※ The Cremation Society, "International Statistics 2018"
The Japanese funeral process usually includes a wake, called the お通夜 (otsuya), during which relatives and friends may attend and after which a night vigil is spent by the family alone with the dead at home or at a funeral parlor.
During the wake, a Buddhist priest reads a sutra, after which the bereaved family members take turns in offering and burning incense before the body of the departed. Guests may also participate in the incense offering following the family members. Incense offering involves taking a pinch of the powdered makko with the thumb, index finger, and the middle finger, raising it against the forehead and dropping it into the burner.
Once the priest finishes the sutra, the wake ends and guests are given thank-you notes or gifts in the amount valued at a portion of what they gave to the family upon their arrival. At that moment, guests depart while the family retires alone with the deceased and spends the night remembering the deceased and comforting one another.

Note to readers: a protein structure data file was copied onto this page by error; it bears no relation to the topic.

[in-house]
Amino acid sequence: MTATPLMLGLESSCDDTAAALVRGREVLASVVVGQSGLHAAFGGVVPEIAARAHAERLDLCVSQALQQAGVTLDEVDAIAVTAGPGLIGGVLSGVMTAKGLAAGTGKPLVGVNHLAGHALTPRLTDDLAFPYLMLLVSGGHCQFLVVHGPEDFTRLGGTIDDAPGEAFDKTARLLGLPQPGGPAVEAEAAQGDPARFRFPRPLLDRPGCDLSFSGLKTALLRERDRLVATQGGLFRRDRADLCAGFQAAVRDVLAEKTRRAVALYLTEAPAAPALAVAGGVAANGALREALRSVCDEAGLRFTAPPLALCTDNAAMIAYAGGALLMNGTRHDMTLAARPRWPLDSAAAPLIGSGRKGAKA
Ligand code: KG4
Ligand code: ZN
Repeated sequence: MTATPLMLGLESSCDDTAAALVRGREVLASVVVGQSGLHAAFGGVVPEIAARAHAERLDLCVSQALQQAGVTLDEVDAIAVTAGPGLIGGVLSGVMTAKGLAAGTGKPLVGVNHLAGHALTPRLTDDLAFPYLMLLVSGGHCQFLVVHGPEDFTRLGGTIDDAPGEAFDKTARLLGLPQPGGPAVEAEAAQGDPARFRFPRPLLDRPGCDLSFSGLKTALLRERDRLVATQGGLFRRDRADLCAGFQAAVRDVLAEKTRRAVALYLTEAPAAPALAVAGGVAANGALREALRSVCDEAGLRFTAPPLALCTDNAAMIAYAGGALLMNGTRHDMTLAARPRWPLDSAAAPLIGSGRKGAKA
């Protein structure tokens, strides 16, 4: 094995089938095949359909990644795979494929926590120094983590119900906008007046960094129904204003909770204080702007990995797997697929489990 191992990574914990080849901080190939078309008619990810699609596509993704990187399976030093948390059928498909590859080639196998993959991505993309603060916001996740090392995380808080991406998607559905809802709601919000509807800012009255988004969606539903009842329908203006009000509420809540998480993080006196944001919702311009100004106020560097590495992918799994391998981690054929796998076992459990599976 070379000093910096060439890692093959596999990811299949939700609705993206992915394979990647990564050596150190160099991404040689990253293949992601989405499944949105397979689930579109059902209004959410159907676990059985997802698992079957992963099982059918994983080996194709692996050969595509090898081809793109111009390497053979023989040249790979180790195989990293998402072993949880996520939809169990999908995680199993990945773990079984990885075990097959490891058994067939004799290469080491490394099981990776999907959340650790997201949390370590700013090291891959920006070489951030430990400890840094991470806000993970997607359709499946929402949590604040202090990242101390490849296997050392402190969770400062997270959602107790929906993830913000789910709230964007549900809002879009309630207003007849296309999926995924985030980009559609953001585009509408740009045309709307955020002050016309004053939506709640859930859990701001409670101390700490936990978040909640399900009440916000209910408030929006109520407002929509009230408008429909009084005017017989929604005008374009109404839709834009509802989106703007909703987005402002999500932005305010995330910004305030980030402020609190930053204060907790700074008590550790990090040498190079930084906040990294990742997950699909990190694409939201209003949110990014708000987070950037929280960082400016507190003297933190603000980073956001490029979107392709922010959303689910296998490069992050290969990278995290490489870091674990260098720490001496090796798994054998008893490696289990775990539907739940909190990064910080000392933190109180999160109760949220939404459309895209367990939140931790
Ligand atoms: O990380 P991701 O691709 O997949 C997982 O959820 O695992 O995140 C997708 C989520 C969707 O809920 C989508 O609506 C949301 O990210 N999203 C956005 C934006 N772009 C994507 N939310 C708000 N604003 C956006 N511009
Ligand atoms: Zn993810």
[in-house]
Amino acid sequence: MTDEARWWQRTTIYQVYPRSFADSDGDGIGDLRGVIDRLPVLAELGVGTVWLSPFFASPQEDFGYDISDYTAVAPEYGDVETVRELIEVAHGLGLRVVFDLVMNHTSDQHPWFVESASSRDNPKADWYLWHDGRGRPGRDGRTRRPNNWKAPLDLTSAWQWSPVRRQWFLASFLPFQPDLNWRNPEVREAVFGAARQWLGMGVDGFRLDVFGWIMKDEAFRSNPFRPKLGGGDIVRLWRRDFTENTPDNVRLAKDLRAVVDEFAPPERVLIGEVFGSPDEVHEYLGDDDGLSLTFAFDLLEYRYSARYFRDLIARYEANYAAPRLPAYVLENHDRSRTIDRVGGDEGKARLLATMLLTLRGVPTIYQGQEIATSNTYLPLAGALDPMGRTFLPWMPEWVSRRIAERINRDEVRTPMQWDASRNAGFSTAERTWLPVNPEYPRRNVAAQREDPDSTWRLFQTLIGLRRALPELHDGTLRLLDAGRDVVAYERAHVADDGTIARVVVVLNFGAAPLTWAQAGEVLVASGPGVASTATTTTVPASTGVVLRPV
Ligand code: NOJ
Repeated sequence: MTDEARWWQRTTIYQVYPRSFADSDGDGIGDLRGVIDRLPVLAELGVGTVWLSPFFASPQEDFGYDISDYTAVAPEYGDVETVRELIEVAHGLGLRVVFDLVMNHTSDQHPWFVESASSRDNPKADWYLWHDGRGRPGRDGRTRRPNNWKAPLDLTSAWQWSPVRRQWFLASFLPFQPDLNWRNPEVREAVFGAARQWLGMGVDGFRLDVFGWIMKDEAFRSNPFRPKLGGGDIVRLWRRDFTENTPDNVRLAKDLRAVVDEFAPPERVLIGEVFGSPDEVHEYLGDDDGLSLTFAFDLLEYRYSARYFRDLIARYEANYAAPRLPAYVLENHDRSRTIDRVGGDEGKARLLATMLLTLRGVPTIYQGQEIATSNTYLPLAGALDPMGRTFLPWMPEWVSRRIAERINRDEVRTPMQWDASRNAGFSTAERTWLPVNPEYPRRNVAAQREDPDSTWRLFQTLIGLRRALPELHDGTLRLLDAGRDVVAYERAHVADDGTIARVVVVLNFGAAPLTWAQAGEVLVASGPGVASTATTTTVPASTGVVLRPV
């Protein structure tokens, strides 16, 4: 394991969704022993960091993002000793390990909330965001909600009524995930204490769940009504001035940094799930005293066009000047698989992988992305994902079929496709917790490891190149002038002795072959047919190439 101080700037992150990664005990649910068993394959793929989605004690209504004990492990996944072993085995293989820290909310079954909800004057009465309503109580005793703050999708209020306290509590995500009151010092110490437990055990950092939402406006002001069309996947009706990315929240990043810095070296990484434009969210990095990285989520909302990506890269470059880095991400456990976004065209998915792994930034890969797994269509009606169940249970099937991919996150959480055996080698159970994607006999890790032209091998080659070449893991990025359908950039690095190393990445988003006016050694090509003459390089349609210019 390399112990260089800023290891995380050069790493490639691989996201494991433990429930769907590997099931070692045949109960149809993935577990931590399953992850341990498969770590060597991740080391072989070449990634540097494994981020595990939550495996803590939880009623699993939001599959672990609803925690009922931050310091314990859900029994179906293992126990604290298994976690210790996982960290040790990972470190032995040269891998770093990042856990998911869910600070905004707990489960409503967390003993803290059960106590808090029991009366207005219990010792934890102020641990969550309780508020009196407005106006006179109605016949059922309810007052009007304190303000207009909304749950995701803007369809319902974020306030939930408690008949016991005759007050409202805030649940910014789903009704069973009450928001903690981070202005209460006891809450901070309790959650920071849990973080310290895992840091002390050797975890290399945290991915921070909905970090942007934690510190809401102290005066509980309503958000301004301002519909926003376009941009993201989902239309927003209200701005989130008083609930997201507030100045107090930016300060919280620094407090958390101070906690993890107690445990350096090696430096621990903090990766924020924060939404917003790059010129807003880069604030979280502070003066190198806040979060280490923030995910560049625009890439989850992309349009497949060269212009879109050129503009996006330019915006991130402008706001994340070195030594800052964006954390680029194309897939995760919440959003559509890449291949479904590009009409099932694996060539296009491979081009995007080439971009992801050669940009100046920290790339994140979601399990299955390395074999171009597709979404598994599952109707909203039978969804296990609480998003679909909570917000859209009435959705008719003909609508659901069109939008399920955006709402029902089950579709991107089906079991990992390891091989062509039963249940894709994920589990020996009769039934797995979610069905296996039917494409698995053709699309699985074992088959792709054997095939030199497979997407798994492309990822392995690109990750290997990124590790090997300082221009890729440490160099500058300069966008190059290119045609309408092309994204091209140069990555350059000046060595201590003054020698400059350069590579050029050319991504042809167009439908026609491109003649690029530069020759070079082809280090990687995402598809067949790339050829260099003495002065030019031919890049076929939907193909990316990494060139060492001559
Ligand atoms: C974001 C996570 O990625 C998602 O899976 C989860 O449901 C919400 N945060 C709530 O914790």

Certain things are to be strictly observed by the Japanese and which foreigners or newcomers are also expected to follow in order to pay respect to the dead and show true solidarity with the grieving family. One of these is the giving of the koden or condolence envelope which must contain from 5,000 JPY to 10,000 JPY, based on closeness with the deceased and should be an odd number of bills (typically one or three) . It is also rude to give any amount with the number 4 because the Japanese word for four is “死 shi” which means death. The koden is given in an envelope with black and white strings arranged in a knot, which one may purchase from local stores.